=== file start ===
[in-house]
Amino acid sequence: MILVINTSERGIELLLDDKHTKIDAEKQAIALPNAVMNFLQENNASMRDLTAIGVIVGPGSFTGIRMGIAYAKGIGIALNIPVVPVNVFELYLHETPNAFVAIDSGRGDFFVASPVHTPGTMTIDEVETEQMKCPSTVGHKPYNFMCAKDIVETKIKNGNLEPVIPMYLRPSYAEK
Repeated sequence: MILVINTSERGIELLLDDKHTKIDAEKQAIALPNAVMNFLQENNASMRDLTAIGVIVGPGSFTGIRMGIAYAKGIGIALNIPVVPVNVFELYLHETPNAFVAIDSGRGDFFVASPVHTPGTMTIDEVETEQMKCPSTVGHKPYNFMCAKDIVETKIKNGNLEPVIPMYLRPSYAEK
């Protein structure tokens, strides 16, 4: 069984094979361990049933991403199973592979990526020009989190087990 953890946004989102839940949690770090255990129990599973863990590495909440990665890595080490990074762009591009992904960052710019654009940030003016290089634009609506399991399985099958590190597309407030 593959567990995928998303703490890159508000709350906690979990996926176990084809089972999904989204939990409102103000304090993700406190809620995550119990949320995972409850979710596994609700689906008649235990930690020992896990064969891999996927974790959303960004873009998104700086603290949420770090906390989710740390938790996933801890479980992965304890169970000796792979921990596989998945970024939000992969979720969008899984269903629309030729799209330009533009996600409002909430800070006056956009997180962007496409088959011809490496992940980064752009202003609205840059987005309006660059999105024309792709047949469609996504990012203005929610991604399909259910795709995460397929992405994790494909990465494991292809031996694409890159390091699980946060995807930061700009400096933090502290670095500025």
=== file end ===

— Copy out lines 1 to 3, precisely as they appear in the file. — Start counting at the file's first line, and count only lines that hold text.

[in-house]
Amino acid sequence: MILVINTSERGIELLLDDKHTKIDAEKQAIALPNAVMNFLQENNASMRDLTAIGVIVGPGSFTGIRMGIAYAKGIGIALNIPVVPVNVFELYLHETPNAFVAIDSGRGDFFVASPVHTPGTMTIDEVETEQMKCPSTVGHKPYNFMCAKDIVETKIKNGNLEPVIPMYLRPSYAEK
Repeated sequence: MILVINTSERGIELLLDDKHTKIDAEKQAIALPNAVMNFLQENNASMRDLTAIGVIVGPGSFTGIRMGIAYAKGIGIALNIPVVPVNVFELYLHETPNAFVAIDSGRGDFFVASPVHTPGTMTIDEVETEQMKCPSTVGHKPYNFMCAKDIVETKIKNGNLEPVIPMYLRPSYAEK